What I've Learned

Selim Noujaim

Executive Vice President, Noujaim Tool Co., Inc.

Waterbury, Connecticut

Connecticut State Representative

61 years old

I got into politics by coincidence. I had no intention of running, but the Republican leadership asked me to do so. I won my first election and have been in office since 2002.

I never take my constituents for granted. It's my job to help those people who can't always help themselves-the elderly, the poor, veterans. I want to be the best representative I can be.

My district is largely conservative, morally religious, and pro-business.

I probably work more than most representatives on state business.

Running is the only thing I do for myself. Five miles each day, and I feel good all day long.

Ours is a family business, started in my mother-in-law's garage with one machine in 1985. My brother Joseph is the expert toolmaker. I handle sales, marketing, and finance. Today we have 27 toolmakers.

I was born and raised in Lebanon, and was 22 years old when I came to the U.S. I met my wife at the baggage claim in Beirut International Airport when she was visiting the country. We stayed in touch, and have now been married 39 years.

Service is in your blood. When I started in college, I worked many jobs. First, I was a janitor at Post Junior College in the student center. I was then promoted to clean the administrative building. I also pumped gas at Sears, and was a janitor at a museum. These first years were difficult, but if I did not do what I did then, I certainly would not have achieved my goals of being educated.

After graduating I worked as an expediter for Timex. My boss was a member of APICS and was contested for the election for president of the local chapter. He got me involved, probably to help with his election, but I soon became secretary and eventually international president of the organization. I travelled the world with APICS, taught classes, and became keynote speaker at many conferences. It was unbelievable.

Be true to yourself and your god, and everything else will fall in place.

I learned at an early age-from a former teacher, Mr. Seligman-to see the goodness in people, to expect them to act honorably rather than dishonorably. Even though today there is less goodness overall in the world, with people keeping to themselves and thinking more selfishly, I still try to see the goodness in everyone.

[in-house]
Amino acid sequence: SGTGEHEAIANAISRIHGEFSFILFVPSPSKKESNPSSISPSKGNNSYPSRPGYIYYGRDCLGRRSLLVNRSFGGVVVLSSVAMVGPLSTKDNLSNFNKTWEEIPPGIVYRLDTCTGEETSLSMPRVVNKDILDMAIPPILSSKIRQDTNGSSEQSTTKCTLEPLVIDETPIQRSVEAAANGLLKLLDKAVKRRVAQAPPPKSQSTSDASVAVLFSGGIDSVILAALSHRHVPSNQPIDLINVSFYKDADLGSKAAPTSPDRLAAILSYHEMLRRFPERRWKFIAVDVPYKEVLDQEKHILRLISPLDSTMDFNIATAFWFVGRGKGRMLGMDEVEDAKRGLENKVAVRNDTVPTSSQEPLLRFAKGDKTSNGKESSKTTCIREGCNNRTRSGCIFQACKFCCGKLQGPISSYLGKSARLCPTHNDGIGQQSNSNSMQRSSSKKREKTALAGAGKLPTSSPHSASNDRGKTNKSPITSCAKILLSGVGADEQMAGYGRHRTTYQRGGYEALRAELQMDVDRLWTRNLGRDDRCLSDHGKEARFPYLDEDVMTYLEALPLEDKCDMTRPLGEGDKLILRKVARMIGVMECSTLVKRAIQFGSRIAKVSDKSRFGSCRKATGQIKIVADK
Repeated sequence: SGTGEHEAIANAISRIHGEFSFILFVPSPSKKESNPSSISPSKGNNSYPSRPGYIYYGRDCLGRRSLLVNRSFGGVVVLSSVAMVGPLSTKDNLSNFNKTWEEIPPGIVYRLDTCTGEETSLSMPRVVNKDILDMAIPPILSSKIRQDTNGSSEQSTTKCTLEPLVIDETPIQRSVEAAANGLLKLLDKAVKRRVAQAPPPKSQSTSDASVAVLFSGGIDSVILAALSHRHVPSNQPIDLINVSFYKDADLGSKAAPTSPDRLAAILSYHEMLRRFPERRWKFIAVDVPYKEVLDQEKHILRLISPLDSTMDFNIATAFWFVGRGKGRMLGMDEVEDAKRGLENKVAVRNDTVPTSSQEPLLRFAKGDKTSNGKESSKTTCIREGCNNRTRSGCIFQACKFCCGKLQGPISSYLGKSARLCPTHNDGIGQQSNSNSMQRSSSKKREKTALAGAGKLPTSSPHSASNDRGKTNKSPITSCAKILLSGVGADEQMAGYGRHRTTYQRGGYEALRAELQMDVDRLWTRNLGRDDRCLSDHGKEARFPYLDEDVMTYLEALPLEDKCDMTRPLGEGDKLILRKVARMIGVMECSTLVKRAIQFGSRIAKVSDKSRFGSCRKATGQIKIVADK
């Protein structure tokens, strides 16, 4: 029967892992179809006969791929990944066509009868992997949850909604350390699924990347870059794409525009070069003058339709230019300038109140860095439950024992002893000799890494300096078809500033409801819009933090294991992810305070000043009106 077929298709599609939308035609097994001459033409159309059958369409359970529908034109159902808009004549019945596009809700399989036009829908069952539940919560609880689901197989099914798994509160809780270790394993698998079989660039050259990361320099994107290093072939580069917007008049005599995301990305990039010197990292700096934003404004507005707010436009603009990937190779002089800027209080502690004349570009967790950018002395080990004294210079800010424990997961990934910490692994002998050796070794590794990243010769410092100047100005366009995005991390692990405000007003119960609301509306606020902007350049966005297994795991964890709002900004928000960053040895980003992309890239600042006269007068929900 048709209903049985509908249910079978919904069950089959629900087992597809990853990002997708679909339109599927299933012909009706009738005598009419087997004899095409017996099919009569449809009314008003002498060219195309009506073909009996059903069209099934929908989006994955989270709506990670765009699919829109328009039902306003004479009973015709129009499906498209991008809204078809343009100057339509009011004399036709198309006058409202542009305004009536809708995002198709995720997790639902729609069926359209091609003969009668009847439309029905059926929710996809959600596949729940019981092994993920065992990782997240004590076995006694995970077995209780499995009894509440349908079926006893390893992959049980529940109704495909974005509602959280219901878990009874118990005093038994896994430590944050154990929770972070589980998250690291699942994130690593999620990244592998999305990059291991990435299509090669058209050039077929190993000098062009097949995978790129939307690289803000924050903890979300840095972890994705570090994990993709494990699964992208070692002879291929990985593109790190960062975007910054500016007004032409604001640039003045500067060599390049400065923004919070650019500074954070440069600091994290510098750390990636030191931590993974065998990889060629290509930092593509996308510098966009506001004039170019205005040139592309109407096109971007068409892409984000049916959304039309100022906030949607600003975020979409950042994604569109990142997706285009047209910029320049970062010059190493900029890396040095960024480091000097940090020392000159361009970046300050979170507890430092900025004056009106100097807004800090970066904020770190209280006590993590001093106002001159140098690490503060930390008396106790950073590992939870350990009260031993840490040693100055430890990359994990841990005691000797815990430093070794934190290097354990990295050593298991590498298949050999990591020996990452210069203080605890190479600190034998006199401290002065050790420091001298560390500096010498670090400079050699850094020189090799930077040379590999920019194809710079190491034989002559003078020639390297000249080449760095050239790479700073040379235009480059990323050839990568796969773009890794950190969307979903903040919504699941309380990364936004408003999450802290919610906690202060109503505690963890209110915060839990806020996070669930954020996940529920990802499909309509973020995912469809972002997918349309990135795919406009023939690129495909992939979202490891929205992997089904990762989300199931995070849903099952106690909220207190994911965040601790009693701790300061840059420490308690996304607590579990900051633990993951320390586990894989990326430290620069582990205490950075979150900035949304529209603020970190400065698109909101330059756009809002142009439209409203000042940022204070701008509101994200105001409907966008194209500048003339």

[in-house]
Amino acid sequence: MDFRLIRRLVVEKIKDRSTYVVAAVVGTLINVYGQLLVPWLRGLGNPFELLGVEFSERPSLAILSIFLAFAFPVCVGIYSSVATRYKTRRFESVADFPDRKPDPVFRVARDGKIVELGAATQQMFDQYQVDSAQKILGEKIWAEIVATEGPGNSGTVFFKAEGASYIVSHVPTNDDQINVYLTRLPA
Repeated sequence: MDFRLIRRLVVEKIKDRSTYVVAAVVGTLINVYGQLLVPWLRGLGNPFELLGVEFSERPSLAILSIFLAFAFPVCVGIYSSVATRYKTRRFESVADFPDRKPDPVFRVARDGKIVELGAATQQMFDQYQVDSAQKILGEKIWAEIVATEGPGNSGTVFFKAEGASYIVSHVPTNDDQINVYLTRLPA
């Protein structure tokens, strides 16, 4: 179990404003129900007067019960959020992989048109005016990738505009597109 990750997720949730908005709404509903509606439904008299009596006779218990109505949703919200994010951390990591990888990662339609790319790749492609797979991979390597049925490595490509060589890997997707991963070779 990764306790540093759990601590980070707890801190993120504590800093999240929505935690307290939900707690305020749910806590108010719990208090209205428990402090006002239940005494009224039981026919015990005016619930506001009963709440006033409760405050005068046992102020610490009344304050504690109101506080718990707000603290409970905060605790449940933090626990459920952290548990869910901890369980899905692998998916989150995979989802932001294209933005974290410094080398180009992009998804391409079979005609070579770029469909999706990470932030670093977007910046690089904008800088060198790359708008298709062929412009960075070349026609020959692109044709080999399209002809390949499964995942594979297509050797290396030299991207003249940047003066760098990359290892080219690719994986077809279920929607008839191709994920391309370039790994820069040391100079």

We are losing in manufacturing, rather than gaining. The cost of doing business in Connecticut for manufacturers is very high. The skilled workforce is disappearing.

And companies are not investing in new technology or educating their people.

Some companies, though are succeeding. They know their niche, stay with their expertise, and recognize their limitations.

We train the next generation of technical specialists for our company by working with the students at Kaynor Vocational Technical School through apprentice programs. We are actively investing in the future of manufacturing and to ensure the continued prosperity of our company.

Even the most experienced manufacturers need to continue to learn the newest technology. Things change too quickly for you to sit back and think you know everything. I'm always reading about new trends, software, and technologies. If you don't invest in yourself, no one will do it for you.

I believe in mentoring the younger generation, as well as supporting the senior citizens for all their hard work over the years. This is what makes a good community. Only in the U.S. are the elderly treated so poorly. People here are too afraid to get involved and to help. They worry about lawsuits. But in the long run, I believe that the good will overpower the bad.

I love being a manufacturer-working, serving, and producing locally. My family is all nearby, and they are most important to me.

The next generation has more than we ever had. Enjoy and use it, but don't abuse it.